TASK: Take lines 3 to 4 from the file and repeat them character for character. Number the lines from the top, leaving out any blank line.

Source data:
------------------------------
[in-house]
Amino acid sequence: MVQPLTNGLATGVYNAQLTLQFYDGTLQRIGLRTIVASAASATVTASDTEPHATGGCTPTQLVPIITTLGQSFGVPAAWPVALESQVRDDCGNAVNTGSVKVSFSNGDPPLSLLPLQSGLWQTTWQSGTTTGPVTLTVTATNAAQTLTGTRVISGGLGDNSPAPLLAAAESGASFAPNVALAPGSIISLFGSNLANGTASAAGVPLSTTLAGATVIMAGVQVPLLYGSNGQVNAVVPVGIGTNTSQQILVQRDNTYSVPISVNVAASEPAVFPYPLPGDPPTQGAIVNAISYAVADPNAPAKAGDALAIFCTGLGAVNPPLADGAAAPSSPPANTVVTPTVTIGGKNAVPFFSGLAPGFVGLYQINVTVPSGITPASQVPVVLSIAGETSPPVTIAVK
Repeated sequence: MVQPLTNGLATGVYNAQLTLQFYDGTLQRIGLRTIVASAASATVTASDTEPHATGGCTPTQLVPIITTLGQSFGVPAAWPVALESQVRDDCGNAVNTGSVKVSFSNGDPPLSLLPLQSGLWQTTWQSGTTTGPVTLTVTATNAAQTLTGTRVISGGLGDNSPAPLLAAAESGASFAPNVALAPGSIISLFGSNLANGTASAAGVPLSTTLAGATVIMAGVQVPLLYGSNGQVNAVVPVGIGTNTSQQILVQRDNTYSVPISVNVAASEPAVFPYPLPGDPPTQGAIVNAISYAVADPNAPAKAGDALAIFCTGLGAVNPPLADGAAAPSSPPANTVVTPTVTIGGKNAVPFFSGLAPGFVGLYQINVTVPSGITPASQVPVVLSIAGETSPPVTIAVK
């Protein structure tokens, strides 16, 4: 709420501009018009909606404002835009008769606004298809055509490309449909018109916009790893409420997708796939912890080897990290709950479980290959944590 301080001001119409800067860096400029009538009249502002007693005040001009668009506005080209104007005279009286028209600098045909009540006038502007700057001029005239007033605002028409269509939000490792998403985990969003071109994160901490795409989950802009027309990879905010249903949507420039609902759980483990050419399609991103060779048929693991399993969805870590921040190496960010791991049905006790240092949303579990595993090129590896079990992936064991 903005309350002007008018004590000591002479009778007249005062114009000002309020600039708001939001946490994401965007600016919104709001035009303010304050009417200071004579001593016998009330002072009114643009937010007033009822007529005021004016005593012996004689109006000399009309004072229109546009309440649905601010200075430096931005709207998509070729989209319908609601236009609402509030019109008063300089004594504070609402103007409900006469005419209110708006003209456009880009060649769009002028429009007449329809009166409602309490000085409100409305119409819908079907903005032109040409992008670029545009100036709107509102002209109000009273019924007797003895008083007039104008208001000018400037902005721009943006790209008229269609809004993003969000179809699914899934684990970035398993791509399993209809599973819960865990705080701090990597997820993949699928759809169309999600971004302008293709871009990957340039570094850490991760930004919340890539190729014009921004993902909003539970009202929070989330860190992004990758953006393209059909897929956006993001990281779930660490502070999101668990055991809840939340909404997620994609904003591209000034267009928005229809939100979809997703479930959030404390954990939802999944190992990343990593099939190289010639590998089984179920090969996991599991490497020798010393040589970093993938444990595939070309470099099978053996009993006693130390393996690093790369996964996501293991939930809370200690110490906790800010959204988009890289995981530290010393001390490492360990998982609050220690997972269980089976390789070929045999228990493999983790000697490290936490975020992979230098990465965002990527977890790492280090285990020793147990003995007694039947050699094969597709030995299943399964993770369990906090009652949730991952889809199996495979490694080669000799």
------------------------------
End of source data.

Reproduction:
Repeated sequence: MVQPLTNGLATGVYNAQLTLQFYDGTLQRIGLRTIVASAASATVTASDTEPHATGGCTPTQLVPIITTLGQSFGVPAAWPVALESQVRDDCGNAVNTGSVKVSFSNGDPPLSLLPLQSGLWQTTWQSGTTTGPVTLTVTATNAAQTLTGTRVISGGLGDNSPAPLLAAAESGASFAPNVALAPGSIISLFGSNLANGTASAAGVPLSTTLAGATVIMAGVQVPLLYGSNGQVNAVVPVGIGTNTSQQILVQRDNTYSVPISVNVAASEPAVFPYPLPGDPPTQGAIVNAISYAVADPNAPAKAGDALAIFCTGLGAVNPPLADGAAAPSSPPANTVVTPTVTIGGKNAVPFFSGLAPGFVGLYQINVTVPSGITPASQVPVVLSIAGETSPPVTIAVK
């Protein structure tokens, strides 16, 4: 709420501009018009909606404002835009008769606004298809055509490309449909018109916009790893409420997708796939912890080897990290709950479980290959944590 301080001001119409800067860096400029009538009249502002007693005040001009668009506005080209104007005279009286028209600098045909009540006038502007700057001029005239007033605002028409269509939000490792998403985990969003071109994160901490795409989950802009027309990879905010249903949507420039609902759980483990050419399609991103060779048929693991399993969805870590921040190496960010791991049905006790240092949303579990595993090129590896079990992936064991 903005309350002007008018004590000591002479009778007249005062114009000002309020600039708001939001946490994401965007600016919104709001035009303010304050009417200071004579001593016998009330002072009114643009937010007033009822007529005021004016005593012996004689109006000399009309004072229109546009309440649905601010200075430096931005709207998509070729989209319908609601236009609402509030019109008063300089004594504070609402103007409900006469005419209110708006003209456009880009060649769009002028429009007449329809009166409602309490000085409100409305119409819908079907903005032109040409992008670029545009100036709107509102002209109000009273019924007797003895008083007039104008208001000018400037902005721009943006790209008229269609809004993003969000179809699914899934684990970035398993791509399993209809599973819960865990705080701090990597997820993949699928759809169309999600971004302008293709871009990957340039570094850490991760930004919340890539190729014009921004993902909003539970009202929070989330860190992004990758953006393209059909897929956006993001990281779930660490502070999101668990055991809840939340909404997620994609904003591209000034267009928005229809939100979809997703479930959030404390954990939802999944190992990343990593099939190289010639590998089984179920090969996991599991490497020798010393040589970093993938444990595939070309470099099978053996009993006693130390393996690093790369996964996501293991939930809370200690110490906790800010959204988009890289995981530290010393001390490492360990998982609050220690997972269980089976390789070929045999228990493999983790000697490290936490975020992979230098990465965002990527977890790492280090285990020793147990003995007694039947050699094969597709030995299943399964993770369990906090009652949730991952889809199996495979490694080669000799």